Bremer explained that the anti-heroin vaccine, which is an immunotherapy, is different from buprenorphine or naltrexone, which are pharmacological therapies.

“[The vaccine] generates antibodies that neutralize heroin’s psychoactive metabolite (6-acetylmorphine) and prevents it from acting on the (opioid) receptors in the brain,” he said. “Pharmacotherapies, in contrast, also act on the same receptors as heroin and can, therefore, have side-effects. Antibodies from the vaccine are much longer lasting and do not penetrate the brain, so they are much safer.”

Rhesus monkeys are ideal subject models because… (continue reading)

 

Science Daily reports

Use of marijuana in combination with alcohol by drivers is especially dangerous, according to a latest study conducted at Columbia University’s Mailman School of Public Health. Drivers who used alcohol, marijuana, or both were significantly more likely to be responsible for causing fatal two-vehicle crashes compared to drivers who were involved in the same crashes but used neither of the substances. The findings are published in the journal, Annals of Epidemiology.

“The risk of crash initiation from concurrent use of alcohol and marijuana among drivers increases by more than fivefold when compared with drivers who used neither of the substances,” said Guohua Li, MD, DrPH, professor of Epidemiology at the Mailman School of Public Health. The study also indicates that when used in isolation, alcohol and marijuana increase crash culpability by 437 percent and 62 percent, respectively.

The researchers analyzed data for 14,742 fatal two-vehicle crashes between 1993 and 2014 recorded in the Fatality Analysis Reporting System, a database containing information on crashes that resulted in at least one fatality within 30 days and that occurred on U.S. public roads. Included in the study were 14,742 drivers who were responsible for causing the fatal crashes and 14,742 non-culpable drivers who were involved in the same crashes. Crashes involving single vehicles, more than two vehicles, commercial trucks, and two-vehicle crashes in which both drivers were responsible were excluded from the analysis.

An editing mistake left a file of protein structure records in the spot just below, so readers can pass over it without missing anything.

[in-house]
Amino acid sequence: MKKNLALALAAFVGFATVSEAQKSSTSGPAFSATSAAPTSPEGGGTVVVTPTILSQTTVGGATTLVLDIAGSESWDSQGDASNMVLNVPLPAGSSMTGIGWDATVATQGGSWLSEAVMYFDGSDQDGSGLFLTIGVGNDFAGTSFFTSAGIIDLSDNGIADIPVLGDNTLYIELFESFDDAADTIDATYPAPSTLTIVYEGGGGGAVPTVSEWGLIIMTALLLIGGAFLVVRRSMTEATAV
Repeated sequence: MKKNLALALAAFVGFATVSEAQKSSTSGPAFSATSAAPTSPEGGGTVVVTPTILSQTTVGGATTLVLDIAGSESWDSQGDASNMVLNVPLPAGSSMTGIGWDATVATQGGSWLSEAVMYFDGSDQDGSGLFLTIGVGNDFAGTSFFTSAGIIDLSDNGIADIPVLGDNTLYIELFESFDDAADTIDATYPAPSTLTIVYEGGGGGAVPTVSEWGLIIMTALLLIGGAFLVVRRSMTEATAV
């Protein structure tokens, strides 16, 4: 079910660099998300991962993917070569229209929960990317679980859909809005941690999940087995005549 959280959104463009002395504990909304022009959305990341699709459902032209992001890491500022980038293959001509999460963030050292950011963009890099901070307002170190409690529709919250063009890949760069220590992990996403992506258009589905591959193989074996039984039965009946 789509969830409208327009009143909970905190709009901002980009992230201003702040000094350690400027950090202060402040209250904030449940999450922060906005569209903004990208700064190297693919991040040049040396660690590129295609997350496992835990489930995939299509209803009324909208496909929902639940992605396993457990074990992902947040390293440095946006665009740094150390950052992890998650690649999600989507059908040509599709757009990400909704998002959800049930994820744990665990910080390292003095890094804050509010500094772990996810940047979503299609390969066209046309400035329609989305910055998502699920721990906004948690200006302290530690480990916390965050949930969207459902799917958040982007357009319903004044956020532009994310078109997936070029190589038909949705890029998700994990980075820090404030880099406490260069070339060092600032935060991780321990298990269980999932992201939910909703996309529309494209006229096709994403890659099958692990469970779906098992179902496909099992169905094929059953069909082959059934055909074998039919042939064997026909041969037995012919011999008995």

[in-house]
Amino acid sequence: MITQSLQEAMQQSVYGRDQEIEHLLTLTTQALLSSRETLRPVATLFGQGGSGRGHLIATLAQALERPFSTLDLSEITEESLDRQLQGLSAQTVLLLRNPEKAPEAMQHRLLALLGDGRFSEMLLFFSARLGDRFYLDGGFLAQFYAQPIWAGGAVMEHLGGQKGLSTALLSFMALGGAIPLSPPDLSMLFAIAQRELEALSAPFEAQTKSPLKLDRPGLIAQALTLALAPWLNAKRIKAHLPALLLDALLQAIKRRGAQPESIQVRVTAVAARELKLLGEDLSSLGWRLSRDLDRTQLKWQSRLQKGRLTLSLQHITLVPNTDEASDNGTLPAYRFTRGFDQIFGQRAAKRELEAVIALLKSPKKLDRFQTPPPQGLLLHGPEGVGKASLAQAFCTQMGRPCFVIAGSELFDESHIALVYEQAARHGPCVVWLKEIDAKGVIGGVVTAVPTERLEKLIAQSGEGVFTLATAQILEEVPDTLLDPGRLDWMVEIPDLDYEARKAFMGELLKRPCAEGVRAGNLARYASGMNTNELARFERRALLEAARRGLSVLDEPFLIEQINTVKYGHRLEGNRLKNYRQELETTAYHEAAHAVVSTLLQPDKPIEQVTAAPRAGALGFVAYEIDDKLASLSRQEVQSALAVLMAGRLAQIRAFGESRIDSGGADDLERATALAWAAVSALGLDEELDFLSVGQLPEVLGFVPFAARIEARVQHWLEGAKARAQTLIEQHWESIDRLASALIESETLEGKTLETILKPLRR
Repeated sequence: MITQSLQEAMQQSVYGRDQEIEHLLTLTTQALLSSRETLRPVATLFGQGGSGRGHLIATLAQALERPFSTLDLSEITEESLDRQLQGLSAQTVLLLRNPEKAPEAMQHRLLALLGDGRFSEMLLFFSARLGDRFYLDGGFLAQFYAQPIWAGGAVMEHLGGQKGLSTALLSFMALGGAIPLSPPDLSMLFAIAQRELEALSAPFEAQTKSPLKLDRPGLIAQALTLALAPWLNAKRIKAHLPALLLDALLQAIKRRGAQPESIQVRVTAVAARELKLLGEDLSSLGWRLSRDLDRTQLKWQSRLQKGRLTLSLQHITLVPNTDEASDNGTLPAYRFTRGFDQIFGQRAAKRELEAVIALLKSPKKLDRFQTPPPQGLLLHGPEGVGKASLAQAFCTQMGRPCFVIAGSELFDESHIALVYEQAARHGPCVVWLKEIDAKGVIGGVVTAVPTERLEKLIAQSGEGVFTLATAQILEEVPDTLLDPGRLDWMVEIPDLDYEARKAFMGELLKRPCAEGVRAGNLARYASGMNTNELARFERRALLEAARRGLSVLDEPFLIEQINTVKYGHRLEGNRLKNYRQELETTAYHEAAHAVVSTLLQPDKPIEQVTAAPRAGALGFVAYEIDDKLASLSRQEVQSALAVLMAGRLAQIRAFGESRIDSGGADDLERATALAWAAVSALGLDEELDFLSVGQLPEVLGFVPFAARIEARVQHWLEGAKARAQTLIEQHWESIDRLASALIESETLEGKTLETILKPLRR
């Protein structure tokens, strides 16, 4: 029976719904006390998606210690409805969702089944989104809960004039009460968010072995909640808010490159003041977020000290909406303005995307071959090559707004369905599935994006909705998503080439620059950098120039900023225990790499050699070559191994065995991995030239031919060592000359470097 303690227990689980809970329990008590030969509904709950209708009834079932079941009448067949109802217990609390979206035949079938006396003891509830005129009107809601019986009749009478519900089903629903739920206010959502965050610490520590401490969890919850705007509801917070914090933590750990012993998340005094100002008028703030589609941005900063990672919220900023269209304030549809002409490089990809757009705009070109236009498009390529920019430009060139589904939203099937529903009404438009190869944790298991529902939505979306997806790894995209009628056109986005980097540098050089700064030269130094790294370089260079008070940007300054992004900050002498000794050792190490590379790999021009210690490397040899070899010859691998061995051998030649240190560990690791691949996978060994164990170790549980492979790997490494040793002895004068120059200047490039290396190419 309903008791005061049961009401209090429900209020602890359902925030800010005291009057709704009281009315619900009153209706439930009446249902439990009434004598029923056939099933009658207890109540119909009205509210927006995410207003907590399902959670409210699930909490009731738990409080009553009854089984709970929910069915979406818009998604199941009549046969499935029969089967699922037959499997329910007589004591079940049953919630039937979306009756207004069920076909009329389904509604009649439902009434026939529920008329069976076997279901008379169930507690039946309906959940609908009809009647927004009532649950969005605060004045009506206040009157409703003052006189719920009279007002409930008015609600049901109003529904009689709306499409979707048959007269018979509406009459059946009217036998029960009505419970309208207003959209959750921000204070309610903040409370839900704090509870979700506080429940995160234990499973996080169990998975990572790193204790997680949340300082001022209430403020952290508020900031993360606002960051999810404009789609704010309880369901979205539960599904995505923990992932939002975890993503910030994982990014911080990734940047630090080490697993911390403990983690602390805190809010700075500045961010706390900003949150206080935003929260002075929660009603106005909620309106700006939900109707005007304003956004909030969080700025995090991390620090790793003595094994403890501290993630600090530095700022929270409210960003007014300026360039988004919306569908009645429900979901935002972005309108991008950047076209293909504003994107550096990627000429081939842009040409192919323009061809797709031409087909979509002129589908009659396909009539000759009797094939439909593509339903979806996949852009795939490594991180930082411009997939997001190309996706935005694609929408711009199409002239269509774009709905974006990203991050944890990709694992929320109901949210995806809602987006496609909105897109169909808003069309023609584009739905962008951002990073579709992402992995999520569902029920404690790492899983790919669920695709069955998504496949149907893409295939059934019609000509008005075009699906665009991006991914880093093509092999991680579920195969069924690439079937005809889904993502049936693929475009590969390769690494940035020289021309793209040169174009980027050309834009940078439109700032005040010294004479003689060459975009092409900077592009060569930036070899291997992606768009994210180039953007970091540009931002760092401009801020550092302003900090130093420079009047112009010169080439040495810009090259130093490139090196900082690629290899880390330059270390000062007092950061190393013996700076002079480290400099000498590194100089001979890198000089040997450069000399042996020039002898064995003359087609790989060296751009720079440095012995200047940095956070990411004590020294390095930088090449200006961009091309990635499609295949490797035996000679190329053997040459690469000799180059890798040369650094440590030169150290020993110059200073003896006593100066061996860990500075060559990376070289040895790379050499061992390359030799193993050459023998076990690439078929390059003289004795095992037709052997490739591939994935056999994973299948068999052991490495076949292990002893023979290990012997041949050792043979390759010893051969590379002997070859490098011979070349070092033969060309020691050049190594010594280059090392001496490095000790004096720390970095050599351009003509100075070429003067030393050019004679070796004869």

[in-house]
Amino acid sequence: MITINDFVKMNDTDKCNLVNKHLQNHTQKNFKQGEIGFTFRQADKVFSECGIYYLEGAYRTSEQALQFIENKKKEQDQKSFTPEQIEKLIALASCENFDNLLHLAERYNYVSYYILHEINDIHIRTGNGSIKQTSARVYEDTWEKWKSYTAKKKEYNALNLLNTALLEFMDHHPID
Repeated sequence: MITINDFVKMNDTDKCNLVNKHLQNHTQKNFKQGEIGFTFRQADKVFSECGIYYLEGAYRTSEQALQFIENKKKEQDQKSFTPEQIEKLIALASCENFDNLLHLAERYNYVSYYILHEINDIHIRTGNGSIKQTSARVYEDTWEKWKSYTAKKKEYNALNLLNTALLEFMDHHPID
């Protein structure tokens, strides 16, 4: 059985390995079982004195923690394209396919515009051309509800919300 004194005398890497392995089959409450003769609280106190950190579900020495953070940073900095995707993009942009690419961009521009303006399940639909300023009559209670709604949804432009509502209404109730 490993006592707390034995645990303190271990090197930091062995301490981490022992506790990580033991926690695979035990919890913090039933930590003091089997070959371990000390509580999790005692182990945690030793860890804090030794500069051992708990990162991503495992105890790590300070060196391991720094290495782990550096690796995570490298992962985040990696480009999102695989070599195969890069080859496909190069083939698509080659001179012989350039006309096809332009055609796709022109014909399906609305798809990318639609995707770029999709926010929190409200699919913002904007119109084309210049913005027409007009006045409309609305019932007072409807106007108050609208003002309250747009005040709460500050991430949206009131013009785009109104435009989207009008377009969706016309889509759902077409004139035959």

Drivers who were responsible for the crashes were significantly more likely than non-culpable drivers to test positive for alcohol (28 percent vs. 10 percent), marijuana (10 percent vs. 6 percent), and both alcohol and marijuana (4 percent vs. 1 percent). Drivers who tested positive for alcohol, marijuana, or both were more likely than those who tested negative to be male, aged 25 to 44 years, and to have had a positive crash and violation history within the previous three years.

The three most common driving errors that led to these fatal crashes were failure to keep in proper lane (43 percent), failure to yield right of way (22 percent), and speeding (21 percent).

Since the mid-1990s, the prevalence of marijuana detected in fatally injured drivers has increased markedly. During the same time period, 28 states and the District of Columbia have enacted legislation to decriminalize marijuana for medical use, including eight states that have further decriminalized possession of small amounts for adult recreational use. Although toxicological testing data indicate a continuing increase in marijuana use among drivers, a positive test does not necessarily infer marijuana-induced impairment.

“While alcohol-impaired driving remains a leading cause of traffic fatalities in the United States, driving under the influence of marijuana and other drugs has become more prevalent in the past two decades,” said Dr. Li, who is also the founding director of Columbia University’s Center for Injury Epidemiology and Prevention. “Countermeasures targeting both drunk driving and drugged driving are needed to improve traffic safety.”

12345...